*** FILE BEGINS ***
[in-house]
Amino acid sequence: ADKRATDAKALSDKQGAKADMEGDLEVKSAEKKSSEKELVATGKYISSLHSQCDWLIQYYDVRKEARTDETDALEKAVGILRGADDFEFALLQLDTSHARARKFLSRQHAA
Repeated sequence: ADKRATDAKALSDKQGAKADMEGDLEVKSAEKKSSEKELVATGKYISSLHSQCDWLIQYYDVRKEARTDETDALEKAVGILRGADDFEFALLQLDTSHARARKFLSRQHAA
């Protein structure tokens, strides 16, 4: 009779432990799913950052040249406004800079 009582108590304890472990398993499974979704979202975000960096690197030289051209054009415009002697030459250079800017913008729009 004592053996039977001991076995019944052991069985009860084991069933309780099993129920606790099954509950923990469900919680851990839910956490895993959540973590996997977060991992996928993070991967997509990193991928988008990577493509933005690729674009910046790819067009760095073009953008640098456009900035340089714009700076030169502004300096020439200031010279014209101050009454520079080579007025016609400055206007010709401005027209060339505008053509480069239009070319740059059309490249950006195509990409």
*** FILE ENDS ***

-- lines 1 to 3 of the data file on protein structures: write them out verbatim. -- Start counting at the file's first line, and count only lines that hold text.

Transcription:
[in-house]
Amino acid sequence: ADKRATDAKALSDKQGAKADMEGDLEVKSAEKKSSEKELVATGKYISSLHSQCDWLIQYYDVRKEARTDETDALEKAVGILRGADDFEFALLQLDTSHARARKFLSRQHAA
Repeated sequence: ADKRATDAKALSDKQGAKADMEGDLEVKSAEKKSSEKELVATGKYISSLHSQCDWLIQYYDVRKEARTDETDALEKAVGILRGADDFEFALLQLDTSHARARKFLSRQHAA